U.N. Secretary-General Antonio Guterres said he is looking to bring together Cyprus’ rival leaders and officials from the eastern Mediterranean island’s three “guarantors” — Britain, Greece and Turkey — for an informal meeting to reach consensus on those terms.
The terms will act as a guideline for negotiations to resume “at the earliest feasible opportunity” and aim at reaching a deal reunifying Cyprus as a federation “within a foreseeable horizon.” Guterres said the leaders would first aim for a “strategic agreement” that would pave the way toward a comprehensive deal.
Cyprus was split along ethnic lines in 1974 when Turkey invaded following a coup by supporters of union with Greece. Only Turkey recognizes a declaration of independence by Turkish Cypriots in the country’s northern third where it keeps more than 35,000 troops.
Numerous U.N.-sponsored rounds of peace talks have ended in failure, including the latest in 2017 when negotiations at a Swiss resort involving top diplomats from the three guarantor countries collapsed.
“It’s acknowledged that this time must be different,” Guterres said in written statement issued after an informal meeting with Greek Cypriot President Nicos Anastasiades and Turkish Cypriot leader Mustafa Akinci in Berlin.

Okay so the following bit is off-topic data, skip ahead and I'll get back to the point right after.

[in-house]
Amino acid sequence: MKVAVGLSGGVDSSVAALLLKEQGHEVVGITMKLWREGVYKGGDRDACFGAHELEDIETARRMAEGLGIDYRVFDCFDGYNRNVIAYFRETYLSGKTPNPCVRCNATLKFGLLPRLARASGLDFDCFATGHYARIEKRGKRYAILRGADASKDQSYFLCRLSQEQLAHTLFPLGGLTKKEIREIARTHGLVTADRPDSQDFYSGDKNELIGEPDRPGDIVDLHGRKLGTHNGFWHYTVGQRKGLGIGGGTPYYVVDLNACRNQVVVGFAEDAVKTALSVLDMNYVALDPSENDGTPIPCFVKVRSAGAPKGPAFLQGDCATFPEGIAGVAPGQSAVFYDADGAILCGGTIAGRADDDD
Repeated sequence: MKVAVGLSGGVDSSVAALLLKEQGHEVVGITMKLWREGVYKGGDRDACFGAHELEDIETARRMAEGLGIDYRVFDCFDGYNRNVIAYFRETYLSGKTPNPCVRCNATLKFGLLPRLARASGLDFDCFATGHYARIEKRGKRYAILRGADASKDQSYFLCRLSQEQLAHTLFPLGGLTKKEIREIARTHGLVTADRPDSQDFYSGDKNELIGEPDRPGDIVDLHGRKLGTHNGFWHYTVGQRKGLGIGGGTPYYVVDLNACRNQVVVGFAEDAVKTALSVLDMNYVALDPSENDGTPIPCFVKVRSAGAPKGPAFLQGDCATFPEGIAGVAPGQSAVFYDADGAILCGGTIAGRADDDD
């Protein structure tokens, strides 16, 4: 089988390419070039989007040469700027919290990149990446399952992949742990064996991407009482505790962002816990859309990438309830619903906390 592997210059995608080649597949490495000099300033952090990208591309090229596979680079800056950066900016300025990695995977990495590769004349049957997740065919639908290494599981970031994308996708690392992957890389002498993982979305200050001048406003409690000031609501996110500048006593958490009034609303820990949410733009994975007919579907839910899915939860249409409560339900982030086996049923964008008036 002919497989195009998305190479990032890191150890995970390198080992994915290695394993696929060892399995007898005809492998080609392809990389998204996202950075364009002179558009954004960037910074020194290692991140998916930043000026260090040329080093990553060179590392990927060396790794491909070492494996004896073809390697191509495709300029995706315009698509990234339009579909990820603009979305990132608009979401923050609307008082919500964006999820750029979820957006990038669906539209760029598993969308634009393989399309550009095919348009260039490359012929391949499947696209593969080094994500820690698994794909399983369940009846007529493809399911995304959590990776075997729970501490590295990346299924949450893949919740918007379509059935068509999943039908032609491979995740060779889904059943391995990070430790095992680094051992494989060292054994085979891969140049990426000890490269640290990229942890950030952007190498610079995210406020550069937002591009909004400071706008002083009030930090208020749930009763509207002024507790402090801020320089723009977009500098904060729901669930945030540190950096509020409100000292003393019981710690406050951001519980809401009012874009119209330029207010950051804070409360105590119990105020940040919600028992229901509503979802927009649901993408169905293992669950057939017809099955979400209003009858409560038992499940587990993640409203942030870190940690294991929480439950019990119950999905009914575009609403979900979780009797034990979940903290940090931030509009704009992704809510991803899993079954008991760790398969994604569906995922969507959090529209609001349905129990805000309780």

Both leaders hailed the meeting as nudging the process forward. Anastasiades called it a “first positive step” toward resuming negotiations while Akinci described it as putting the “derailed peace process back on track” that won’t go on endlessly.
The meeting may have offered some positive news after more than two years of stalemate, but key sticking points remain. They include a Turkish demand for a continued troop presence on a reunified Cyprus and military intervention rights that Greek Cypriots reject.
The majority Greek Cypriots also oppose what they see as a Turkish Cypriot condition for veto powers in all decision-making on a federal level. The Turkish Cypriot leader said he believed Guterres thought it necessary to personally re-engage in Cyprus peace efforts amid concerns that tensions over gas drilling in the east Mediterranean could escalate.
Turkey faces sanctions from the European Union for sending warship-escorted vessels to carry out exploratory drilling in waters were EU-member Cyprus has exclusive economic rights. Turkey, which doesn’t recognize Cyprus as a state, opposes what it calls a “unilateral” Greek Cypriot gas search and says it is acting to protect its own interests and those of Turkish Cypriots to the area’s energy reserves and claims almost half of Cyprus’ exclusive economic zone.
Anastasiades repeated that Turkey must stop its illegal drilling off Cyprus and cease threatening the settlement of an uninhabited suburb under Turkish military control if substantial peace talks are to resume.